South Manitou Is Whiskey’s Treasure Island
By Craig Manning | July 28, 2021
Whiskey aficionados take note: Mammoth Distilling is sowing Prohibition-style whiskey with heirloom seeds on South Manitou Island. That means you may soon be able to taste what whiskey tasted like in that fabled era — or, at least, closer to that flavor profile than anyone has gotten in the better part of a century.
The key to the past, in this case, is a specific type of whiskey grain: Rosen rye, a celebrated varietal of rye that was extremely popular among Prohibition-era moonshiners — especially in the eastern United States. And while it’s Bourbon County in Kentucky that is often thought of as the epicenter of U.S. whiskey history, Rosen rye came from a different part of the country: Michigan.
Right now, the Central Lake-based craft spirits company Mammoth Distilling is leading a charge to revive Rosen rye as a staple in the world of American whiskey. According to Mammoth Founder and CEO Chad Munger, the company has been striving throughout the years to make all of its spirits with pure heritage grains and with ingredients grown right here in northern Michigan. The goal? To make whiskey with the same kind of unique terroir — often explained as “taste of the place” — that wine grapes have.
As Munger tells the story, Ari Sussman, Mammoth’s head distiller, has been “spending a lot of late nights combing the internet for all kinds of knowledge in the spirits area,” looking for new ways to lend unique character to Mammoth’s Michigan-made products. One of those late-night trips down the rabbit hole brought Sussman to the fascinating history of Rosen rye.
“He stumbled across some information in the archives at Michigan State University (MSU) of a grain that was brought from eastern Europe to Michigan Agricultural College [the former name of Michigan State University] in the very early 1900s by guy named Joseph Rosen,” Munger says. “[Rosen] came, took a job at Michigan Agricultural College, and brought with him just a pocketful of seeds that would become, eventually, Rosen rye. His dad had sent the seeds with him because it was known where he came from as a very characterful and very highly productive variety of rye.”
At the time — and still, largely, to this day — Munger says that rye was far more likely to be grown in the U.S. as a cover crop than as a cash crop. Still, when Rosen showed the seeds to a fellow professor at the college, the professor was intrigued. Together, the two propagated the seeds, planted them in a greenhouse, grew Rosen rye in college greenhouses, and got it certified as a pure strain of rye by the Michigan Crop Improvement Association.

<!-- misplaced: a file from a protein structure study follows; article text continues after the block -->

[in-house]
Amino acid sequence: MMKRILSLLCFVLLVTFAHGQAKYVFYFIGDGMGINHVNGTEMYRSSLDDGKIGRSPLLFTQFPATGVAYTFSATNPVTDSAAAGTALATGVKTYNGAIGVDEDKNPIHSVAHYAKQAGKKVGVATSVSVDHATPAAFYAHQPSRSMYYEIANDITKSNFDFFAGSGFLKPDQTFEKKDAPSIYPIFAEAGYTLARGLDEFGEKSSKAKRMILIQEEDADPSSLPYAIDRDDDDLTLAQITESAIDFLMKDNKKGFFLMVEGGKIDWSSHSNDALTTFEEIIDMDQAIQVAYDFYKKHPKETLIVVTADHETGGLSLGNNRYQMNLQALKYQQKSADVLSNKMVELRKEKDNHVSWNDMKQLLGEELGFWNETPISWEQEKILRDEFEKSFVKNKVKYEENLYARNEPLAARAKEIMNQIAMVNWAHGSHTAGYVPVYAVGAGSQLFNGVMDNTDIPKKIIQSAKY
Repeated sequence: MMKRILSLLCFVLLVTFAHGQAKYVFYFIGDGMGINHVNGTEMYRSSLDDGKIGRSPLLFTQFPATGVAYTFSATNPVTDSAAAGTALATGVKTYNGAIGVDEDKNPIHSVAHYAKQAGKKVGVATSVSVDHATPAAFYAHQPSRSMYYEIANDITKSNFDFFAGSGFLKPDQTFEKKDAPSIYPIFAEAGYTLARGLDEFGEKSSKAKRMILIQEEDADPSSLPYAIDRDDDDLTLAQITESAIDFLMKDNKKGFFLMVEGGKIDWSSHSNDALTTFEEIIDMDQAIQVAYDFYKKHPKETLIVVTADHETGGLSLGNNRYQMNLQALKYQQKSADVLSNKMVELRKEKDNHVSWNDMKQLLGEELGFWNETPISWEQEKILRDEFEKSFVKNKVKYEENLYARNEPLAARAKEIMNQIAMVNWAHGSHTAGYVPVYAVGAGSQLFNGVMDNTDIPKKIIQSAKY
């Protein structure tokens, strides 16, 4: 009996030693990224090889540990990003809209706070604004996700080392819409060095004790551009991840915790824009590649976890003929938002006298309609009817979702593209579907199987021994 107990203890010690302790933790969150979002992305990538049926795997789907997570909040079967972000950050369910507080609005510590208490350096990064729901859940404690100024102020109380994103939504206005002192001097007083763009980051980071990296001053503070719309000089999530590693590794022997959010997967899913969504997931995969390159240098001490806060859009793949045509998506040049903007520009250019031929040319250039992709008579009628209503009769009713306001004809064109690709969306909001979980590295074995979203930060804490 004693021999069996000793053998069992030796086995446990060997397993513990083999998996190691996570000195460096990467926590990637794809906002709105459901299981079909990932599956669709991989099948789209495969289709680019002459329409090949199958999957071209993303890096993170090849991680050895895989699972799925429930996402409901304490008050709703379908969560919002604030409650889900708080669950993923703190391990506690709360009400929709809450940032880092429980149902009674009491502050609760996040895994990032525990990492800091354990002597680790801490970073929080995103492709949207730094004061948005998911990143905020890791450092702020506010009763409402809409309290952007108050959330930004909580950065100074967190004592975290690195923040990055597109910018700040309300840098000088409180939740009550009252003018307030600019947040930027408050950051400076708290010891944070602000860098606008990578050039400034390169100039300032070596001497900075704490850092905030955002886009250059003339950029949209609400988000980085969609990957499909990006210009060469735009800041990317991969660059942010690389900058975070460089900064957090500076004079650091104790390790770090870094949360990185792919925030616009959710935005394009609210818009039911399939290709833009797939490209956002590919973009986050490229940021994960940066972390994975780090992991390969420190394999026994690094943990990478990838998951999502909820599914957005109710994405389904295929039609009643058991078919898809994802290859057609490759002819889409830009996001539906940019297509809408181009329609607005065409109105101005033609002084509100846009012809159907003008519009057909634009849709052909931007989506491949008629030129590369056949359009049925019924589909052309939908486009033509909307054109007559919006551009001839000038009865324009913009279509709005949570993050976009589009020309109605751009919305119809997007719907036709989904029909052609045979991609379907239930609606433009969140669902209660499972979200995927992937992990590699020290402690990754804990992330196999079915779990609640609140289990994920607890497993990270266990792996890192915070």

“Sure enough, [the crop] was unusual,” Munger says. “It was unusually productive and had lots of character. So MSU introduced it to farmers all over the state, and by the mid-1910s, there were almost three million acres Rosen rye growing in the state of Michigan, which made it at that time the largest rye-producing state in the country.”
Despite its value and popularity to the market — including as a grain for distilling purposes — Rosen rye’s dominance didn’t last. While the grain was productive and rich in character, it also cross-pollinated so easily that growing pure strains of Rosen rye proved difficult for Michigan farms. That hybridization process, Munger explains, “just destroyed the character of the Rosen and took away what made it unique.”
Just as quickly as it had risen to prominence, Rosen rye fell out of favor and disappeared from Michigan’s farmland. Everywhere, that is, except for South Manitou Island, where a single farm was able to keep growing Rosen rye without any of the problems that everyone else was experiencing.
The conditions on South Manitou made it perfect for Rosen rye. Thanks to westerly winds, the island was also far enough from the nearest significant landmass — i.e., Wisconsin — that a breeze wouldn’t carry a stray spore far enough to contaminate the South Manitou crop.
For more than a decade, the island’s Hutzler farm served as a seed farm for Rosen rye seed. Repeatedly, the farm claimed the annual title for best rye in the United States. And because of that acclaim, when Prohibition struck, whiskey bootleggers in Pennsylvania, Maryland, and all up and down the East Coast continued to rely largely on the island's rare Rosen rye to craft their spirits.
Now, fast forward nearly a century, and Mammoth Distilling once again planted Rosen rye on the historic Hutzler and Beck farms on South Manitou Island, after an almost dreamlike sequence of fortunate circumstances falling into place. Read on in this week’s Northern Express, sister publication to the Leelanau Ticker, where writer Craig Manning explores Rosen rye’s unlikely and magical revival on South Manitou Island.Comment
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